Dersu Uzala - Movie Reviews - Rotten Tomatoes

Dersu Uzala Reviews

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Antonius Block
Super Reviewer
November 20, 2018
How fantastic is it that Kurosawa was a fan of Russian literature, and picked this obscure memoir to make a film out of when the Soviet production company Mosfilm approached him during a very difficult period in his life. Somehow it seems appropriate, being so quiet and contemplative, and like a return to truth or one‚(TM)s original self. The story is fairly simple, relating the real-life adventures of an exploration into the rugged region around the Ussuri river basin when the group‚(TM)s captain (Vladimir Arsenyev, played by Yury Solomin) befriends a mountain man (Dersu Uzala, played by Maxim Munzuk).

Early on we see that Dersu identifies everything around him as a person ‚" the sun, moon, wind, water, a tiger, etc. It seems childlike, but it‚(TM)s actually rather profound - he sees a unity to everything, and that man is not separate from his environment. He lives as one with nature, respects its power, doesn‚(TM)t waste, and helps others when he can. As the captain says, ‚He had a beautiful soul. He provided for the needs of a person he didn't know, and probably wouldn't ever see.‚? He also recognizes subtle signs in things like tracks or weather conditions that others can‚(TM)t see. The scene where he ingeniously builds a makeshift shelter out of tall grasses on the taiga when it gets late and the wind starts howling is excellent. I don‚(TM)t know whether this character or movie helped shaped George Lucas‚(TM)s vision of Yoda, but there are certainly similarities.

The pace of the film is on the slow side, and that combined with minimal action may turn some viewers off, but I found that it went well with Dersu‚(TM)s spirit and the environment they were in. ‚Man is very small before the face of nature,‚? the film says, as Kurosawa gives us beautiful footage of wide open spaces, ice floes, and forests. Let the simplicity wash over you and cleanse you, like Dersu undoubtedly did with Arsenyev‚(TM)s soul. It‚(TM)s not Kurosawa‚(TM)s very best, but this is a good one, and it got the 65-year-old director back on track to make more films at the end of his career.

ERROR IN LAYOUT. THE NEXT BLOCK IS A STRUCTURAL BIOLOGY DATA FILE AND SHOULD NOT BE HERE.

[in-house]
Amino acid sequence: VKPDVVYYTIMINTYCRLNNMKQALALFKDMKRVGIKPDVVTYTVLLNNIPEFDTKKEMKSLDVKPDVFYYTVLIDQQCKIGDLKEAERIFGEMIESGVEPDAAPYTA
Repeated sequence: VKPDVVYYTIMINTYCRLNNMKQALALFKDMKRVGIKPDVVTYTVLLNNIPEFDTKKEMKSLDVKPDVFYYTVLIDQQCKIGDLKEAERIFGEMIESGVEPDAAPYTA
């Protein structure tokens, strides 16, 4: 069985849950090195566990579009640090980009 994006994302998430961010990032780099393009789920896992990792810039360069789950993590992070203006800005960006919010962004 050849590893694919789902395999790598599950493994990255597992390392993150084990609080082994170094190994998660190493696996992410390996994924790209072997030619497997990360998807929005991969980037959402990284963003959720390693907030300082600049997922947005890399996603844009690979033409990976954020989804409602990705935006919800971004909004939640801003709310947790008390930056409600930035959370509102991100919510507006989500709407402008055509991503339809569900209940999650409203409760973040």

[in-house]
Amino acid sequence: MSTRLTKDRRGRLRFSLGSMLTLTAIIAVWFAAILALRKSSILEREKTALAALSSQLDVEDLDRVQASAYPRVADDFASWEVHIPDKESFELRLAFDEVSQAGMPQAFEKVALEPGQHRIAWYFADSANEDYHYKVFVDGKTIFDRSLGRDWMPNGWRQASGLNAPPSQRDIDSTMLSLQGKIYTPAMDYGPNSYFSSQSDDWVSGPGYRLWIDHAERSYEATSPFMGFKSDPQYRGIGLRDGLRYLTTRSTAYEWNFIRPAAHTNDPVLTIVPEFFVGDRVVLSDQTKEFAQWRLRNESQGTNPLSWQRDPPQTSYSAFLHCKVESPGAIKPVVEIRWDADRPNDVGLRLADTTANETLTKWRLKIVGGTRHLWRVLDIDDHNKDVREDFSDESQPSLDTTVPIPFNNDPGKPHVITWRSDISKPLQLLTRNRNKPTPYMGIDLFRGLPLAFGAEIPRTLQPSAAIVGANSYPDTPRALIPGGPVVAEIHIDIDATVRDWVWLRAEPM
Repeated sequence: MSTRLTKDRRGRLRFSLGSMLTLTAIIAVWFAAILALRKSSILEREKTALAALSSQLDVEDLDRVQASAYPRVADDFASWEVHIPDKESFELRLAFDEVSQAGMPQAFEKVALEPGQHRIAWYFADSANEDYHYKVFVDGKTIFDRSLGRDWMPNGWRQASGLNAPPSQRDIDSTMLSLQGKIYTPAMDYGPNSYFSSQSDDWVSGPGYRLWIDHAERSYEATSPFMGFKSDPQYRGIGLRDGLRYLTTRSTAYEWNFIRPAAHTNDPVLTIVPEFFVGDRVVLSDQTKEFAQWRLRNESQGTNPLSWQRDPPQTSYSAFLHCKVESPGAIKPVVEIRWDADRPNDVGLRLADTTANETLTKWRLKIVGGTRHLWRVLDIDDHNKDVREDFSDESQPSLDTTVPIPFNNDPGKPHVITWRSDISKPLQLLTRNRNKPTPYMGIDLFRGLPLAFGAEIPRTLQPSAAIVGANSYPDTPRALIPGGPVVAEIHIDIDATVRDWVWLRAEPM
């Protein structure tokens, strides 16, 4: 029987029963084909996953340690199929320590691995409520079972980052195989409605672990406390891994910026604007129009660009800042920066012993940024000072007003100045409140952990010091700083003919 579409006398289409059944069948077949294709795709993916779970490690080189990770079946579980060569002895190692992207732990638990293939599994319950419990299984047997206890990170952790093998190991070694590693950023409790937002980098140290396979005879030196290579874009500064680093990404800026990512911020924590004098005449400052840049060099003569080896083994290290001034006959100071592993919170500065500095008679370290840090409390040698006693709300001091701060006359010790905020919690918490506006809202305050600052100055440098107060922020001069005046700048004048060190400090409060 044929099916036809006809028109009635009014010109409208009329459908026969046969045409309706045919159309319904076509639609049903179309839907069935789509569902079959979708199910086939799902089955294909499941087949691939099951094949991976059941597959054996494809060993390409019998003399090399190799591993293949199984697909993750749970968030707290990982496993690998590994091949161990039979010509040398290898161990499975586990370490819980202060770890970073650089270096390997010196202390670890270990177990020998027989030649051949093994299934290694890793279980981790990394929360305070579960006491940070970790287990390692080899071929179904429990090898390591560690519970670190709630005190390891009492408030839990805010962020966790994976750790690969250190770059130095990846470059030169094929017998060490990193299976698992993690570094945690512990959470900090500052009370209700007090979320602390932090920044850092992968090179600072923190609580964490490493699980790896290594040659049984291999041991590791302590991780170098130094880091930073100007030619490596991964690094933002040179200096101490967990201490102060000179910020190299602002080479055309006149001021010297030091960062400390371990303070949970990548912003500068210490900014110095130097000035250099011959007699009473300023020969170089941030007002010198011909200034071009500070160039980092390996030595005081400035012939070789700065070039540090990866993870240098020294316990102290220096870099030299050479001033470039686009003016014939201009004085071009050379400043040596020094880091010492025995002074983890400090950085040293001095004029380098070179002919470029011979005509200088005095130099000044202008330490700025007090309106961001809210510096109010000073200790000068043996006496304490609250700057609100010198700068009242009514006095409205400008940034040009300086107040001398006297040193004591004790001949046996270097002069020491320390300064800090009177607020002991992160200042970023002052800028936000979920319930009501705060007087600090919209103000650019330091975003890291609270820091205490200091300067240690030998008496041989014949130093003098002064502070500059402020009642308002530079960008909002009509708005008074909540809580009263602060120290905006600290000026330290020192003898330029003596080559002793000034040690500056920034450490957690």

½ October 7, 2018
1001 movies to see before you die.

A fantastic voyage that I did not expect from Kurosawa. It reminds me of how hard it can be to survive in the wild and the fragile state of life.
February 5, 2018
A touching film about an extinct kind of man: a man that is one whole with nature. As with all Kurosawa films this film has an epic scope though the story itself is very simple and can be understood even by children, a universal message.
October 20, 2017
Dersu Uzala is certainly overlong and it is quite a familiar tale, but well told with a strong friendship between its main characters, excellent direction and great atmosphere thanks to superb sound and wonderful cinematography. It is slow, but moving and it utilizes its interesting setting so well.
½ January 21, 2017
Truly an unusual treasure directed by the immortal Akira Kurosawa after a failed suicide attempt & temporary migration to Russia.

The story is of a quirky Mongolian Man who befriends & assists a Russian General & his soldiers through one of the harshest areas of Siberia during the winter.

All though laughed at first due to his unusual form he saves the lives of the soldiers a few times & develops a deep bond with the General. The strength of this film truly lies in its simplicity & heart of the old man. Not a fast paced film but a beautiful & engaging one.
November 13, 2016
Kurosawa approaches the film in a very natural way. Essentially, it's long takes of walking through woods but there's poetic beauty to the friendship between the captain and Dersu even in the silences. It's a straightforward narrative with a lot more meaning underneath it all.